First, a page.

Is The South African Media Telling The Truth About T.B. Joshua?
By Marelise Van der Merwe
As article after article is published about Nigerian Pastor T.B. Joshua in the wake of his tragic church building collapse, the bigotry and bias unashamedly displayed by the South African media have finally compelled me to react.
I must confess I don’t often attempt to order my eclectic myriad of ruminations into words, especially on such a sensitive, sorrowful issue. As a patriotic South African, I am still trying to come to terms with the tragic incident that veiled our country in a cloak of sadness this week. My heart bleeds for those who lost loved ones in the church collapse in Lagos, Nigeria that sent 84 salvation-seeking South Africans to an early grave. May their souls rest in perfect, permanent peace.
At this juncture, I don’t want to attempt to proffer reasons as to the cause of this tragic incident; let’s leave professional investigators to their job. My concern is the prejudiced media reports circulating within the public sphere, myopic headlines such as ‘TB Joshua: Profile of an accomplished performer’ incensing a barrage of vitriolic comments online.
Let me elaborate at this point that I have undertaken a ‘spiritual pilgrimage’ to The SCOAN on one occasion back in June 2013, a decision I certainly don’t regret despite my initial cynicism. The visit, albeit unusual, was spiritually enriching and I can attest to the constructive changes my life has seen since.
Before going further, please drop the stereotypical connotation that I am one of those ‘T.B. Joshua fanatics’ who offer ill-conceived rebuttals toward the slightest hint of criticism against ‘my pastor’. I am not here to ascribe undue praise to any man or adopt the ‘sheepish mentality’ that has sadly led many would-be Christians today into elevating their pastors to an unhealthy ‘godlike’ status. However, putting my personal convictions aside, the reports being circulated by our media do not accurately reflect the ministry of Pastor T.B. Joshua.
Let me cite just a couple of examples. Painting the picture of a ‘flamboyant millionaire’ who is ‘milking the masses’, multiple reports highlight Joshua’s alleged wealth, citing a Forbes article which stated he is the third richest pastor in Nigeria. How many media houses, however, reported his immediate denunciation of this report, requesting his name to be removed from the rich list? “There is not enough to keep for tomorrow. As it comes, we give it for the needy,” he said in response.
On that note, have any media house highlighted Joshua’s extensive humanitarian endeavours? The same Forbes article being quoted calls Joshua Nigeria’s most philanthropic pastor, claiming he has given “over $20 million to causes in education, healthcare and rehabilitation programs” – a fact our journalists ‘conveniently’ left out in their write-ups. Indeed, I have never once heard T.B. Joshua campaigning for money or scrolling bank details across Emmanuel TV in the name of ‘fund-raising’, a nauseating practice that distanced me from most of his evangelical counterparts.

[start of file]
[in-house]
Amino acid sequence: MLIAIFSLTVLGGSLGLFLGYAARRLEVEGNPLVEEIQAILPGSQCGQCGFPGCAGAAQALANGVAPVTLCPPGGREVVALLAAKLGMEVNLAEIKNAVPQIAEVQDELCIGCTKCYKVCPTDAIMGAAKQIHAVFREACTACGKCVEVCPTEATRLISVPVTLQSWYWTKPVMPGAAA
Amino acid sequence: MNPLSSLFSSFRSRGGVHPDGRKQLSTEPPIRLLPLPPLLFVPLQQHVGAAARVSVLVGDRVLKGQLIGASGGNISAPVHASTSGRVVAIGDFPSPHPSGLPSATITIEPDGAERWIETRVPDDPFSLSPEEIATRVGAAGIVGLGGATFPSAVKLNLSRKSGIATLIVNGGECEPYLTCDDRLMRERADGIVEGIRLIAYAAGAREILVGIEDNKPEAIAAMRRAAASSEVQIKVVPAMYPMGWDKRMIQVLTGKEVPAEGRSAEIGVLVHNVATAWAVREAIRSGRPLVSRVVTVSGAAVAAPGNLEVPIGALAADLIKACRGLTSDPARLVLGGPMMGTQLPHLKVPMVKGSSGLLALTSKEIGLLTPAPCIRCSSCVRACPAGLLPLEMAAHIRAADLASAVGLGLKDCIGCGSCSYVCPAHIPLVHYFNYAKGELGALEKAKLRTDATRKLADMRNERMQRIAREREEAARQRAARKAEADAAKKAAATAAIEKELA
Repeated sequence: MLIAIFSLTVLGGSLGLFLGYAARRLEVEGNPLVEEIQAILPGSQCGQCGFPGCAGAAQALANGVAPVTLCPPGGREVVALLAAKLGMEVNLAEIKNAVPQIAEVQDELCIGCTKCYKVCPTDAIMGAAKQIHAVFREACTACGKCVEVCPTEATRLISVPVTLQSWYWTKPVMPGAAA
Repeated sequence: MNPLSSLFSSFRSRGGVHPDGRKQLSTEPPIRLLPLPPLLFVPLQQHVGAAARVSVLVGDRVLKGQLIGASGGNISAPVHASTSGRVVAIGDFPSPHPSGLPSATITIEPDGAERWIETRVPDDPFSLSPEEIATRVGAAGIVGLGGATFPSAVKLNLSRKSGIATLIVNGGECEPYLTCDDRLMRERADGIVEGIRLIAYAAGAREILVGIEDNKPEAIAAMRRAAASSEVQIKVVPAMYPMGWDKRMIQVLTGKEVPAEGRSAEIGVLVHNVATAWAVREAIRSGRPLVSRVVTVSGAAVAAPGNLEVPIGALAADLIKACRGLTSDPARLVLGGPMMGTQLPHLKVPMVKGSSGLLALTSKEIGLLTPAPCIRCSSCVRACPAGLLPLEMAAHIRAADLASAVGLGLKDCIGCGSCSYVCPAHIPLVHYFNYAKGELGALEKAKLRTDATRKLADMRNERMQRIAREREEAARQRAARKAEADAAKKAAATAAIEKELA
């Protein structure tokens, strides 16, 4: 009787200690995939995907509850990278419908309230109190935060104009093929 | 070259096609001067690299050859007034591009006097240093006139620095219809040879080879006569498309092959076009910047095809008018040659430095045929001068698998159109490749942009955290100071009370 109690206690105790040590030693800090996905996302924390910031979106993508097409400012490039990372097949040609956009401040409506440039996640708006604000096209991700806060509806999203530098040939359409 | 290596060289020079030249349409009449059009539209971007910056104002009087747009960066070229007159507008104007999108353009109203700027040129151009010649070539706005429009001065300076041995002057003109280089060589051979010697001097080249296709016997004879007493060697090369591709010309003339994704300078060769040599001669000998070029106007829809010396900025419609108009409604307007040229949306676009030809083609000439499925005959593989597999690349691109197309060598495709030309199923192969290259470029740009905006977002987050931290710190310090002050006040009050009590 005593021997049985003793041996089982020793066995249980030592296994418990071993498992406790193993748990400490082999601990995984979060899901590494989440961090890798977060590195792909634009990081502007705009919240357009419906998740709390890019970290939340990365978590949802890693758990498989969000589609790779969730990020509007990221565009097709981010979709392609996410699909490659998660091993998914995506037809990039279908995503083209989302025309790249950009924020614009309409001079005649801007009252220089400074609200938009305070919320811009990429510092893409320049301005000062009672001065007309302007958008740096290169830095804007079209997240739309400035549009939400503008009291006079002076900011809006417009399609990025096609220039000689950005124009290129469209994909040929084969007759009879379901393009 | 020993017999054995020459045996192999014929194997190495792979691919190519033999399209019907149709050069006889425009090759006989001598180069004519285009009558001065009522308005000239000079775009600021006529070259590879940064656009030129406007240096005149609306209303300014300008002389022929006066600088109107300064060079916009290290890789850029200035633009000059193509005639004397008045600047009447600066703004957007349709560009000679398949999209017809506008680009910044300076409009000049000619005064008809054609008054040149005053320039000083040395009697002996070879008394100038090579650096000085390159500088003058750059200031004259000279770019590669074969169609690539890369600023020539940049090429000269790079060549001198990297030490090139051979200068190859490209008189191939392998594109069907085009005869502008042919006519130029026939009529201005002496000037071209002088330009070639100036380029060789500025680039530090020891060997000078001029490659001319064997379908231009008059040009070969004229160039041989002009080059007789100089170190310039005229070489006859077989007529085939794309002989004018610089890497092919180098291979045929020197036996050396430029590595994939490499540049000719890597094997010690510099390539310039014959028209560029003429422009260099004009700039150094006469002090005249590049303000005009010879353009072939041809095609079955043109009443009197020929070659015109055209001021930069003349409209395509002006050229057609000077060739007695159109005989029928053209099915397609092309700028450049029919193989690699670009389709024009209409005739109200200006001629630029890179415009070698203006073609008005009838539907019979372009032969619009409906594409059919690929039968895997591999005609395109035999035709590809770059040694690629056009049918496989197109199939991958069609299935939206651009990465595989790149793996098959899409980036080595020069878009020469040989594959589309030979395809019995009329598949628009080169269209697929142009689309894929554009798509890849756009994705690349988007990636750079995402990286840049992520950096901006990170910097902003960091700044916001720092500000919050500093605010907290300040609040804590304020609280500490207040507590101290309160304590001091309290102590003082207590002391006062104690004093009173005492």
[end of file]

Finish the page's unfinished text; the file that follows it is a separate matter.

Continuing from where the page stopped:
Another popular article which was widely read stating this incident was the fourth building to have collapsed at SCOAN is nothing but malicious misrepresentation. A look at Joshua’s intriguing documentary, ‘This Is My Story’ reveals the said ‘buildings’ were barely formed structures that were destroyed by the elements over 15 years ago when his ministry was at a very primitive stage. The mention of such on The SCOAN website serves as an encouragement for people to never give up despite the ‘storms of life’. Comparisons with the tragic incident last Friday are cruelly misplaced, probably to create an impression of insecurity or lack of safety.
The media are repeatedly referring to an incident that happened over a decade ago when Springbok rugby player Wim Basson sadly perished even after visiting SCOAN. Yes, that’s true but what about those who have received healing through T.B. Joshua’s prayers? Why is it that such positive aspects of Joshua’s ministry have been surreptitiously excluded in the majority of news?
After all, what drives the faithful droves to take the long journey to SCOAN week-in week-out, ignoring the threats of ‘Boko Haram’ and Ebola, if not for their firmly held convictions? Are the media insinuating that these thousands of South African pilgrims are mentally incapacitated or under some cryptic delusion? Also, how many of those making judgmental statements behind the comfort of their computer screens have met the man, heard him speak or partaken in one of his services? I have.
Yes, T.B. Joshua is controversial, unconventional and unpredictable but that is no reason for the media to add needless sensationalism to a story that is already tragic enough. This is not a time to debate Joshua’s authenticity but to mourn with our brothers and sisters whose lives were lost.
By Marelise Van der Merwe, Johannesburg, South Africa
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